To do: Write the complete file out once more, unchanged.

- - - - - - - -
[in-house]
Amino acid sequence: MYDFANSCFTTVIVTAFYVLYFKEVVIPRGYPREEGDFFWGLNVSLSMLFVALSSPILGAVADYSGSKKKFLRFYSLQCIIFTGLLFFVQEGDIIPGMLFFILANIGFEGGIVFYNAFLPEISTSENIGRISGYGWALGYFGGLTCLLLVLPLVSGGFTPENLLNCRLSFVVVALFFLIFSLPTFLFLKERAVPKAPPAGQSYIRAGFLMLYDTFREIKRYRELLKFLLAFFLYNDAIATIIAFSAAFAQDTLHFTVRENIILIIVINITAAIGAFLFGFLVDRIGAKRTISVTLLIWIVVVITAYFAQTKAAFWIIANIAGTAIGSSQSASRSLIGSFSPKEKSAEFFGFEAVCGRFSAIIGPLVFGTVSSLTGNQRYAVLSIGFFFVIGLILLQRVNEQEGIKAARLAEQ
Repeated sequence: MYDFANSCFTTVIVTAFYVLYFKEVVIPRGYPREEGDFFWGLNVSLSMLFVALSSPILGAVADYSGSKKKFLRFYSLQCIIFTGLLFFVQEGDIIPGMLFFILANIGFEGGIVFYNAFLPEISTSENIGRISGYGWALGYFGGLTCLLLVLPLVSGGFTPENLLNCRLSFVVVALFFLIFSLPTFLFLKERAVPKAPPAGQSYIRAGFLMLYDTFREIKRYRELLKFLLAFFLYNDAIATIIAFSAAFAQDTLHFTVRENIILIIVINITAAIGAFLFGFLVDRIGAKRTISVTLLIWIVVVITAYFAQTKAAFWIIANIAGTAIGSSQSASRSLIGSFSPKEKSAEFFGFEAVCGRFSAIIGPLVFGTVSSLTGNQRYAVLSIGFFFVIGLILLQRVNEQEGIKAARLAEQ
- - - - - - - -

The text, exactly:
[in-house]
Amino acid sequence: MYDFANSCFTTVIVTAFYVLYFKEVVIPRGYPREEGDFFWGLNVSLSMLFVALSSPILGAVADYSGSKKKFLRFYSLQCIIFTGLLFFVQEGDIIPGMLFFILANIGFEGGIVFYNAFLPEISTSENIGRISGYGWALGYFGGLTCLLLVLPLVSGGFTPENLLNCRLSFVVVALFFLIFSLPTFLFLKERAVPKAPPAGQSYIRAGFLMLYDTFREIKRYRELLKFLLAFFLYNDAIATIIAFSAAFAQDTLHFTVRENIILIIVINITAAIGAFLFGFLVDRIGAKRTISVTLLIWIVVVITAYFAQTKAAFWIIANIAGTAIGSSQSASRSLIGSFSPKEKSAEFFGFEAVCGRFSAIIGPLVFGTVSSLTGNQRYAVLSIGFFFVIGLILLQRVNEQEGIKAARLAEQ
Repeated sequence: MYDFANSCFTTVIVTAFYVLYFKEVVIPRGYPREEGDFFWGLNVSLSMLFVALSSPILGAVADYSGSKKKFLRFYSLQCIIFTGLLFFVQEGDIIPGMLFFILANIGFEGGIVFYNAFLPEISTSENIGRISGYGWALGYFGGLTCLLLVLPLVSGGFTPENLLNCRLSFVVVALFFLIFSLPTFLFLKERAVPKAPPAGQSYIRAGFLMLYDTFREIKRYRELLKFLLAFFLYNDAIATIIAFSAAFAQDTLHFTVRENIILIIVINITAAIGAFLFGFLVDRIGAKRTISVTLLIWIVVVITAYFAQTKAAFWIIANIAGTAIGSSQSASRSLIGSFSPKEKSAEFFGFEAVCGRFSAIIGPLVFGTVSSLTGNQRYAVLSIGFFFVIGLILLQRVNEQEGIKAARLAEQ